Smile Politely

Into the woods with WOLF

I am not an outdoorsy kinda guy. I am large, soft, and, as of last weekend, have a sprained knee, so mobility is a bit dicey for me in the great outdoors. Branches attack me, bugs are everywhere, and things that go bump in the night need to remain out there while I order room service and wish the scary night creatures back into the cornfield. I have also been taught by every horror film I’ve ever seen never to go out in the woods at night. So why was I hobbling about Allerton Park’s Bio-preserve one starry night last week, dear reader? I was there with an enthusiastic crowd of onlookers to see a spectacular evening of experimental environmental theatre conceptualized by Deke Weaver and Jennifer Allen. The show was entitled WOLF, and it was bloody awesome.

WOLF is part of Weaver and company’s efforts to bring awareness to endangered species through the power of theatre. According to the program:

WOLF is the third performance of Deke Weaver’s life-long project The Unreliable Bestiary. Inspired by the literary concept of the unreliable narrator and the medieval bestiary, which gave every living thing a spiritual purpose, The Unreliable Bestiary is an arc of stories about animals, our relationship with them, and the world they inhabit.

One of their previous efforts, ELEPHANT, was described to me by a student of mine as “like going to the circus for the night.”  If that’s the case, then WOLF is like going to a very educational and artistic summer camp.

My three-hour experience began with finding the tour buses and actors dressed as park rangers on the west end of the Krannert Center for the Performing Arts on U of I’s campus. The buses loaded at around 6 p.m., and, as there was limited seating and no advanced reservations, people began to gather around five in the evening to get the first-come-first-serve tickets for the excursion.

Once on the bus, the fun began with a grand and perky narrative of how the wolf has impacted our world, both environmentally and mythologically. The Ranger told stories dating back to ancient Greece; the Ranger also sang songs and used music and video projections to ready us for the journey into the woods. The stories showed the importance of every creature to our world, the damage we do in trying to eliminate predators from our daily lives, and the cost of this loss, should the wolf become extinct. It’s a grown-up telling a group of children a tale; and no matter your age, your child-like curiosity will be piqued by the saga of the wolf.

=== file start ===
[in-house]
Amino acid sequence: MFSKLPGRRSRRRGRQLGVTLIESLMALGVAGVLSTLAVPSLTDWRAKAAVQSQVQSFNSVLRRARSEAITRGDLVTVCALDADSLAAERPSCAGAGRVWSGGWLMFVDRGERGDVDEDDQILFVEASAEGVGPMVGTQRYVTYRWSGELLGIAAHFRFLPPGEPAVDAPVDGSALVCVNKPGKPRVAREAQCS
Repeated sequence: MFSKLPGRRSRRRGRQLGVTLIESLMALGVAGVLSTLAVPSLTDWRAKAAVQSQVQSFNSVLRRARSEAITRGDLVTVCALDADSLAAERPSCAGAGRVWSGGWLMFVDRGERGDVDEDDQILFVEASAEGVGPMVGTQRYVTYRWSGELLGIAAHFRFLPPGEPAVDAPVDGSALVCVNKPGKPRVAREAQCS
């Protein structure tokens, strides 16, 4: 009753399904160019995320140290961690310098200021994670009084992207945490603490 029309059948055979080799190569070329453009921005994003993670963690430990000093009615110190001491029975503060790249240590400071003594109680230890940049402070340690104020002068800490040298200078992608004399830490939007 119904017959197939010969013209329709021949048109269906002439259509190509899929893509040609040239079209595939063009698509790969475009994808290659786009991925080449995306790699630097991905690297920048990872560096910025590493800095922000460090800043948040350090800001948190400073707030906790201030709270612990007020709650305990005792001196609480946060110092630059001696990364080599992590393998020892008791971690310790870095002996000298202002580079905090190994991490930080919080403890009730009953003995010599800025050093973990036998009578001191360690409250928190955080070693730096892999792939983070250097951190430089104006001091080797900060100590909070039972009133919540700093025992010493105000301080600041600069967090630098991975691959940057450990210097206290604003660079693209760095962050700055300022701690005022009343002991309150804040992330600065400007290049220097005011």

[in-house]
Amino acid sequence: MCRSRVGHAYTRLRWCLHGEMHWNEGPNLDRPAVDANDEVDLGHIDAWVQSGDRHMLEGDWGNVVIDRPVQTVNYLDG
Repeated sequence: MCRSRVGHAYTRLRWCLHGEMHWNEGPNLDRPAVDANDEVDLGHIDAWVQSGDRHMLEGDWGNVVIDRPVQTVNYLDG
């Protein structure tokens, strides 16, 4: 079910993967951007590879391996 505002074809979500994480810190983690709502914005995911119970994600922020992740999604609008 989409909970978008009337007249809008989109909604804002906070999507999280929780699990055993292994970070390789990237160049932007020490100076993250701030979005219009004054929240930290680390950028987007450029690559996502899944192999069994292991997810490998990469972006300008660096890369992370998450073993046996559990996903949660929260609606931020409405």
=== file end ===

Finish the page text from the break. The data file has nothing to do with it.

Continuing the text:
Once in the woods, the audience was divided into four groups, each representing known targets of a wolf’s hunting habits. We were told that, as of 2008, wolves had been reintroduced into the biosphere at Allerton and that we must all stick togetherto avoid becoming dinner. With that target placed on each group, we were led through an experience of music, dance, and silent reflection on nature and our impact upon it. The Rangers requested silence for reflection about the “spirals and pockets of energy” in the woods, and to allow for sightings of “wolves” in their natural habitat. The twenty-minute hike was magical and very energizing, as I watched the woods transform from its rich green to a dark and foreboding grey as night descended. There were thrills and chills and even some pathos to be found in the woods this past weekend.

The evening concluded with a multi-media series of campfire stories in the loft of a comfy barn. There, Deke Weaver and company told the tale of WOLF and the creatures it honors. We saw, as a group, the animal’s mythology and majesty and how man and domestication have threatened the species. With music and sound design by Chris Peck; lighting and staging effects by Valerie Oliveiro, Nicki Werner, and Maria Lux; and storytelling by Weaver, the story was and is engaging, thought-provoking, and an unforgettable evening of theatre. This piece makes one reflect on the loss of creatures great and small—on our world, on our lives, on our collective conscience and consciousness. Once you’ve experienced it (and I hope you were lucky enough to get to), you’ll know the importance of art in expanding our worldview.

Weaver’s project is gone for now, having had its final performance (for now) Monday night. But you can learn more about The Unreliable Bestiary here.

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